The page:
it is necessary to respond in an all-hands-on-deck manner.
Take the case of the CVE-2019-12650,
originally disclosed on Sept. 25, 2019 with an NVD rating of “High.”
Without further information, an organization relying on this score to
determine prioritization may include this vulnerability in the same
patch cycle along with numerous other vulnerabilities rated High or
Critical. As previously discussed, we have experts review
the vulnerability and determine that it required the highest
level of privileges available to successfully exploit, and there was
no evidence of exploitation in the wild.
This is a case where threat intelligence reporting as well as
automation can effectively minimize the need to unnecessarily spin up
resources. Although the public NVD score rated this vulnerability
high, Mandiant Intelligence rated it as “low” risk due to the high
level of privileges needed to use it and lack of exploitation in the
wild. Based on this assessment, organizations may decide that this
vulnerability could be patched in the regular cycle and does not
necessitate use of additional resources to patch out-of-band. When
Mandiant ratings are automatically integrated into the patching ticket
generation process, this can support efficient prioritization.
Furthermore, an organization could use the analysis to issue an
internal communication informing stakeholders of the reasoning behind
lowering the prioritization.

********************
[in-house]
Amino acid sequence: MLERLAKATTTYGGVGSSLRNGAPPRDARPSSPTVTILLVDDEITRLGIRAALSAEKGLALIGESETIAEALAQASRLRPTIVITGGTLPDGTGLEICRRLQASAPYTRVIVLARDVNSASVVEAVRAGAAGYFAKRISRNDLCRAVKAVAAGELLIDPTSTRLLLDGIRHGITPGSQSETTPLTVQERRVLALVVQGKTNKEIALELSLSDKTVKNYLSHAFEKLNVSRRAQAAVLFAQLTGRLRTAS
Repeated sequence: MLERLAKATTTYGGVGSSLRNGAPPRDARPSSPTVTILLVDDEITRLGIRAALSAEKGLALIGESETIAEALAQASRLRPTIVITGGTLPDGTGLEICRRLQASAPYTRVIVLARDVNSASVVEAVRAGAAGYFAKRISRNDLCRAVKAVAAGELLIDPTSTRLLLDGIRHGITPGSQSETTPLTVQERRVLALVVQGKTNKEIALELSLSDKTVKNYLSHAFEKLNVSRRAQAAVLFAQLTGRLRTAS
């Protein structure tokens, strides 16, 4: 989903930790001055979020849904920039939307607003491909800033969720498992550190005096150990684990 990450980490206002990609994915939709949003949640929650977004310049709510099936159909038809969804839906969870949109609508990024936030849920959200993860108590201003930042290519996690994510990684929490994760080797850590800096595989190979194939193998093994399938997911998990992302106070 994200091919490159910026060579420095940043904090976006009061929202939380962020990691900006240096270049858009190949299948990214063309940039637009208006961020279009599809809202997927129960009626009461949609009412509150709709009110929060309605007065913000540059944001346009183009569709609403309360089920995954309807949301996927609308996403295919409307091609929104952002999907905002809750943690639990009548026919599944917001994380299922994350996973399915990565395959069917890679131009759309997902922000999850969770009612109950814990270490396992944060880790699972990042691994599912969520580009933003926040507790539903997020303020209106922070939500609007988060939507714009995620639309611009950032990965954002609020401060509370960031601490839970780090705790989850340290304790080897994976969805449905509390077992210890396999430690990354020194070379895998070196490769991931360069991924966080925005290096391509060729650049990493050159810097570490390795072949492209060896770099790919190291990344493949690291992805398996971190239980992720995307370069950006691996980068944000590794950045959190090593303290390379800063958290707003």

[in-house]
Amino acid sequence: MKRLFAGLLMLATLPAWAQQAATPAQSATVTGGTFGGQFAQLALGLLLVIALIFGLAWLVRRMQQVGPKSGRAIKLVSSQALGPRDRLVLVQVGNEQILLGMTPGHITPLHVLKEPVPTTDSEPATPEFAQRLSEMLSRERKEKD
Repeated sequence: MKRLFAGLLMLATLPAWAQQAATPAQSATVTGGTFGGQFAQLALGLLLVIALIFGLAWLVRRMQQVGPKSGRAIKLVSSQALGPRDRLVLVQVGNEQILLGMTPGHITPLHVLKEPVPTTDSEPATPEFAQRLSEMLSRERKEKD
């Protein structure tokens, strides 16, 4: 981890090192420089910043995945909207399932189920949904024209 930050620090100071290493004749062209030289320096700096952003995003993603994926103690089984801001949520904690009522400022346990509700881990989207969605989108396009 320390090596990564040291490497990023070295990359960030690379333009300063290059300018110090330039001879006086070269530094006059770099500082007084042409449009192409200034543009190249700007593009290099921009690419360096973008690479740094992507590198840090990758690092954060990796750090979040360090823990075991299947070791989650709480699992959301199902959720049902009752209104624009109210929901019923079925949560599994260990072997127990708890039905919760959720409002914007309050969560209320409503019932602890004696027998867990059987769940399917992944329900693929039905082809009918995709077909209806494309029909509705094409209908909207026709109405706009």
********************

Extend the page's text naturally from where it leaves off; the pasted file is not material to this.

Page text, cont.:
Because we have been closely monitoring vulnerability exploitation
trends for years, we were able to distinguish when attacker use of zero-days
evolved from use by a select class of highly skilled attackers, to
becoming accessible to less skilled groups with enough money to burn.
Our observations consistently underscore the speed
with which attackers exploit useful vulnerabilities, and the lack of
exploitation for vulnerabilities that are hard to use or do not help
attackers fulfill their objectives. Our understanding of the threat
landscape helps us to discern between hundreds of newly disclosed
vulnerabilities to provide ratings and assessments that empower
network defenders to focus on the most significant threats and
effectively mitigate risk to their organizations.
Mandiant Threat Intelligence enables organizations to implement a
defense-in-depth approach to holistically mitigate risk by taking all
feasible steps—not just patching—to prevent, detect, and stymie
attackers at every stage of the attack lifecycle with both technology
and human solutions.
Register today to hear FireEye Mandiant Threat Intelligence experts
discuss the latest in vulnerability
threats, trends and recommendations in our upcoming April 30 webinar.
Mandiant offers Intelligence
Capability Development (ICD) services to help organizations
optimize their ability to consume, analyze and apply threat intelligence.
The FIVE tool is
available on the FireEye Market. It requires a valid
subscription for Mandiant Vulnerability Intelligence, and is driven
from an API integration. Please contact your Intelligence Enablement
Manager or FireEye Support to obtain API keys.
Mandiant’s OT Asset Vulnerability Assessment Service informs
customers of relevant vulnerabilities by matching a customer’s asset
list against vulnerabilities and advisories. Relevant vulnerabilities
and advisories are delivered in a report from as little as once a
year, to as often as once a week. Additional add-on services such as
asset inventory development and deep dive analysis of critical assets
are available. Please contact your Intelligence Enablement Manager for